Photo by Susan R. Crispin
Small fern (10-25 cm) of sunny, dry rocky shores on Isle Royale; leaves forming tufts of thick, evergreen, dissected fronds; pinnae fan-shaped; fertile fronds taller and narrow.
Status and Rank
- State Status: T
- State Rank: S2
- Global Rank: G5
|County Name||Number of Occurrences||Year Last Observed|
Updated 1/31/2017. Information is summarized from MNFI's database of rare species and community occurrences. Data may not reflect true distribution since much of the state has not been thoroughly surveyed.
The only known sites are on Isle Royale, on dry, sunny bedrock glades near the Lake Superior shoreline.
Natural Community Types
For each species, lists of natural communities were derived from review of the nearly 6,500 element occurrences in the MNFI database, in addition to herbarium label data for some taxa. In most cases, at least one specimen record exists for each listed natural community. For certain taxa, especially poorly collected or extirpated species of prairie and savanna habitats, natural community lists were derived from inferences from collection sites and habitat preferences in immediately adjacent states (particularly Indiana and Illinois). Natural communities are not listed for those species documented only from altered or ruderal habitats in Michigan, especially for taxa that occur in a variety of habitats outside of the state.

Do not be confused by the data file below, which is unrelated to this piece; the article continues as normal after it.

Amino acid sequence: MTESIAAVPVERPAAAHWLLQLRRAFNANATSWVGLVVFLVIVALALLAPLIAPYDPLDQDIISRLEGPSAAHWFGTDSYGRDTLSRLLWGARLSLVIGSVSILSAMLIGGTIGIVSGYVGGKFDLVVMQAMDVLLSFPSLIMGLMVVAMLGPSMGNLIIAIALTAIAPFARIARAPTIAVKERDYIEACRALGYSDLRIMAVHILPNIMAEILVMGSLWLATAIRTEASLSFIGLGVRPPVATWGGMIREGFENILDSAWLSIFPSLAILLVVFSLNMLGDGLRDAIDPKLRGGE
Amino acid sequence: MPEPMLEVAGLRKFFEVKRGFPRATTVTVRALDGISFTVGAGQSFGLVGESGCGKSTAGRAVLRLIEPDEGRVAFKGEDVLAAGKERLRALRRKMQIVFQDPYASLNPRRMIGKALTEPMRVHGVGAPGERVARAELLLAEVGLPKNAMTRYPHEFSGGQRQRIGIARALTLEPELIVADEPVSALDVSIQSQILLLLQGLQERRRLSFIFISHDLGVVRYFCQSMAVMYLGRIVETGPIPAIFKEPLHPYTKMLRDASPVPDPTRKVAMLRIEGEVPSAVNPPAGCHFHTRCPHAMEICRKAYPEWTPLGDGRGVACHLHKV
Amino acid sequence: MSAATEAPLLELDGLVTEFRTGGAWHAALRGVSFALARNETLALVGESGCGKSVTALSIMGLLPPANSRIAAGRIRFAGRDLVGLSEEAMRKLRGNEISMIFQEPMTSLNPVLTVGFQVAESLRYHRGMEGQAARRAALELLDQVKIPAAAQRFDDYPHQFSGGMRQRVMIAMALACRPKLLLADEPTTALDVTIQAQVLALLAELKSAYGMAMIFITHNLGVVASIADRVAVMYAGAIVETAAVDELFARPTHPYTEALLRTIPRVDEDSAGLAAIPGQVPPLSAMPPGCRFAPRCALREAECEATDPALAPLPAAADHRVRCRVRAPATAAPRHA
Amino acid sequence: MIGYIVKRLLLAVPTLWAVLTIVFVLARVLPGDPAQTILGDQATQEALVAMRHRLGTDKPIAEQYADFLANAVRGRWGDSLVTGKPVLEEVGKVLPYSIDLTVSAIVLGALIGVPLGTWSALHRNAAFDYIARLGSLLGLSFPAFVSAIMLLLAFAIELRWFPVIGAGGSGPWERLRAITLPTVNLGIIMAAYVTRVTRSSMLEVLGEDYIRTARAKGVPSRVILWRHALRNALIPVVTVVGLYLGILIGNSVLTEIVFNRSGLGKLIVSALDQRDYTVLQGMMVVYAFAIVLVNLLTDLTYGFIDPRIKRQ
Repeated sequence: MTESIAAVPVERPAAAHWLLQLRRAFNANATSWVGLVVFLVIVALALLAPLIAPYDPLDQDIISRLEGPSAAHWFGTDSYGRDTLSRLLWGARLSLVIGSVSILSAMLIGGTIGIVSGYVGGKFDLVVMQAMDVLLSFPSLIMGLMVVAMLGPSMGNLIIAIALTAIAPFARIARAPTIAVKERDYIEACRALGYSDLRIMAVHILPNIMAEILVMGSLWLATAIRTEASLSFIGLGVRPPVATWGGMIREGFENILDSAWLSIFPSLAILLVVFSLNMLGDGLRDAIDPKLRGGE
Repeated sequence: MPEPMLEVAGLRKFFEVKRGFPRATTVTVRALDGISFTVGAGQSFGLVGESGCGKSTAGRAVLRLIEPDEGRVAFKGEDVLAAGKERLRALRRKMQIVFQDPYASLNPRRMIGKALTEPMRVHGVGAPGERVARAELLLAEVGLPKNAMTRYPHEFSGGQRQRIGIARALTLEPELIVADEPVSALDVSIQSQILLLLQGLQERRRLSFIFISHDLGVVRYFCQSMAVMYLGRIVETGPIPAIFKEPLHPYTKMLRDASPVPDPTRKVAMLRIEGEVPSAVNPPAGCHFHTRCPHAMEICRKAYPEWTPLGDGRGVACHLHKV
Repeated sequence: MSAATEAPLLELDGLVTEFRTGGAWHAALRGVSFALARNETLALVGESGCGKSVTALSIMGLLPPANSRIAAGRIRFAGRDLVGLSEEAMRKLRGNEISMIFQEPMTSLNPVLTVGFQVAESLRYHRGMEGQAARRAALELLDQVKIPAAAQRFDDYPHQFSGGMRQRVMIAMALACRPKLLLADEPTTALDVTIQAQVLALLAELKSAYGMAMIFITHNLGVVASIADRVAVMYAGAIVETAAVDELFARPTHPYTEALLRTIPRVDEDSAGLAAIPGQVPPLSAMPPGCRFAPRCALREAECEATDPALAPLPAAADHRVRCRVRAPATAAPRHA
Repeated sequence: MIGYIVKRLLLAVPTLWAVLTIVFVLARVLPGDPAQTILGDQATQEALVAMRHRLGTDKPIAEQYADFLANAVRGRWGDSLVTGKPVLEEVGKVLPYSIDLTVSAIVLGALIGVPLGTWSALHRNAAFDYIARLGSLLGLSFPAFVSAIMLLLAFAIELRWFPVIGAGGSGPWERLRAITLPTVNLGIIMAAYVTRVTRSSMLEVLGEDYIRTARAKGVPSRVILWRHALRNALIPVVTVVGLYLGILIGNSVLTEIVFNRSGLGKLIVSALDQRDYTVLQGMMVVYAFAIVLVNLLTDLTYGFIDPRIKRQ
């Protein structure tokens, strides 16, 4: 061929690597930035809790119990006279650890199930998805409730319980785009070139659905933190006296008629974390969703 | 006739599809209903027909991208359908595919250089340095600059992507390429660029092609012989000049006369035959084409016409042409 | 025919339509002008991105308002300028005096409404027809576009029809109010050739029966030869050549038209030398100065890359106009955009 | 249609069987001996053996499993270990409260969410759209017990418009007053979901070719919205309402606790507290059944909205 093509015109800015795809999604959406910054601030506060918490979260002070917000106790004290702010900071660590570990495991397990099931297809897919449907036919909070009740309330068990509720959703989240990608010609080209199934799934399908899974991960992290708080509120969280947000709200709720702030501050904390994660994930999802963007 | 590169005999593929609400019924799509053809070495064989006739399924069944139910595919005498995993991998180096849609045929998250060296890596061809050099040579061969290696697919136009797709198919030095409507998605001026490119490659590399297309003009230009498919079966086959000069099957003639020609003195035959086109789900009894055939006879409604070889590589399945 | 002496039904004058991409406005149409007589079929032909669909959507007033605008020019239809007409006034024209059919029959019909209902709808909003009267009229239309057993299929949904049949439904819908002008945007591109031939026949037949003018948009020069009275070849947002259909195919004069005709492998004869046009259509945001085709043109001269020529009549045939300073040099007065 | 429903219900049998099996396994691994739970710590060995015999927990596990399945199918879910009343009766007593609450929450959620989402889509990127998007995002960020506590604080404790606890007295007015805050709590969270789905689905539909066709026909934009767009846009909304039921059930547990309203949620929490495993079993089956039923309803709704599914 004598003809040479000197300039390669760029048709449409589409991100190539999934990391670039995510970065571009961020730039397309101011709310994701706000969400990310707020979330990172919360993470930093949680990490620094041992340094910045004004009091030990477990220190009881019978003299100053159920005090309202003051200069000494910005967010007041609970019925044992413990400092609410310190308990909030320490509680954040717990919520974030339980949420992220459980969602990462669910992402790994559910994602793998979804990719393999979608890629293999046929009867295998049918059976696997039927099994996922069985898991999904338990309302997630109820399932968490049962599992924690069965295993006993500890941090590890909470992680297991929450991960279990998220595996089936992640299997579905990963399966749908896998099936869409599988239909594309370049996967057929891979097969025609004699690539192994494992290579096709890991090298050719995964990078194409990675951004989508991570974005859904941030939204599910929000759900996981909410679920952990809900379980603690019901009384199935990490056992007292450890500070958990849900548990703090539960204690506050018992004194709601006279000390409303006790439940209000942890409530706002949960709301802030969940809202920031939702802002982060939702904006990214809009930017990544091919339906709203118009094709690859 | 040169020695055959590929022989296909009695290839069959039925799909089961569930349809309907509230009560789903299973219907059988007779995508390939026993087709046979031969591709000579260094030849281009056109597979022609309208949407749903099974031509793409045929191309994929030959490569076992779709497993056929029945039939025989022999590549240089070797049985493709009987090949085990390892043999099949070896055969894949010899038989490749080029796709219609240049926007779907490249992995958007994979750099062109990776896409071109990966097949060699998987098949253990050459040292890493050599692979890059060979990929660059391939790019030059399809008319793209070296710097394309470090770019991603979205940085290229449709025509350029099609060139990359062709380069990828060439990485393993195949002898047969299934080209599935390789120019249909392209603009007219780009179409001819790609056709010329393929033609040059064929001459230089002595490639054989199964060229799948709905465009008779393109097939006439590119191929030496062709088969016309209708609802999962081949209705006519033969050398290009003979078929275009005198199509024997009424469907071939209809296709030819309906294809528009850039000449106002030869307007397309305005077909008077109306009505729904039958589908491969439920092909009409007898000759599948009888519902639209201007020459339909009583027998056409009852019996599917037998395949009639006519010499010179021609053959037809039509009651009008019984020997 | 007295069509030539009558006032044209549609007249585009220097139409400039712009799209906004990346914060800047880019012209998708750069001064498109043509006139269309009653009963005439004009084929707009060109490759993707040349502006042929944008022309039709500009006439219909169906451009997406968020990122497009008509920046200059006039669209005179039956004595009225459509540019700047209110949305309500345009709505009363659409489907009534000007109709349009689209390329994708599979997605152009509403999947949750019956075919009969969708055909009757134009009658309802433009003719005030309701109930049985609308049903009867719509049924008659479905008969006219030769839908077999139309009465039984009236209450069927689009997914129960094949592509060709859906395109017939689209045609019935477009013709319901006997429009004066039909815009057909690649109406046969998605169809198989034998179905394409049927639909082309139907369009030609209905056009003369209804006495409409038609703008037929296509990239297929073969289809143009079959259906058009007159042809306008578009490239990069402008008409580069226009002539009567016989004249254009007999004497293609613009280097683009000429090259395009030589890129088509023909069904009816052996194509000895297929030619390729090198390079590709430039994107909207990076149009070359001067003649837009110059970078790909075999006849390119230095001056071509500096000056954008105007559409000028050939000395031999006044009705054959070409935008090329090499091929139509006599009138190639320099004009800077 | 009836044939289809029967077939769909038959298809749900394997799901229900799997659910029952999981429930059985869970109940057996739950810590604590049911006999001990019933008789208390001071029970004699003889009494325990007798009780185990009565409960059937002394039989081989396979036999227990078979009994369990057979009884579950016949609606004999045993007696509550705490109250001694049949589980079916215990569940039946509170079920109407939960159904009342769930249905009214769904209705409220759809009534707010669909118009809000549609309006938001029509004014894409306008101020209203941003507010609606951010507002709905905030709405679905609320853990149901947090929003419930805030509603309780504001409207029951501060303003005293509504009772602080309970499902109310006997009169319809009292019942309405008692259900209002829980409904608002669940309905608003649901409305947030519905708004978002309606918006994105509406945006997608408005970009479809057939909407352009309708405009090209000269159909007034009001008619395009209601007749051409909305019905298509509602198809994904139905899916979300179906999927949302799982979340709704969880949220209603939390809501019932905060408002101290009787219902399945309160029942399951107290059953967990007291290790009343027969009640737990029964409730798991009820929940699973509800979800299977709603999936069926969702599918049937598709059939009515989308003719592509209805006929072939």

Natural communities are not listed in order of frequency of occurrence, but are rather derived from the full set of natural communities, organized by Ecological Group. In many cases, the general habitat descriptions should provide greater clarity and direction to the surveyor. In future versions of the Rare Species Explorer, we hope to incorporate natural community fidelity ranks for each taxon.
Feel free to send questions and comments to Brad Slaughter at email@example.com.
Red oak, white pine, bearberry, ground juniper, rusty woodsia, pale corydalis, wild rose, bastard toadflax, cranesbill, three-toothed cinquefoil, harebell, and hairgrass.
Requires protection of habitat and perpetuation of natural disturbance regimes. This community occupies a stressed, potentially unstable environment; many of the species found in this community do not tolerate later stages of succession and require management that prevents woody plant encroachment. This species may be vulnerable to excessive foot traffic for colonies located along trails.
General Survey Guidelines
Random meander search covers areas that appear likely to have rare taxa, based on habitat and the judgement of the investigator.
- Meander search
Survey Period: From first week of June to fourth week of August
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- Lellinger, D.B. 1985. A field manual of ferns and fern allies of the United States and Canada.. Smithsonian Institute Press, Washington D.C. 389pp.
- Mickel, J.T. 1979. How to know the ferns and fern allies. The Pictured Key Nature Series. William C. Brown Company, Dubuque. 229pp.
- Scoggan, H.J. 1978. The Flora of Canada. National Museum of Natural Science Publications Botany 4: 1711pp.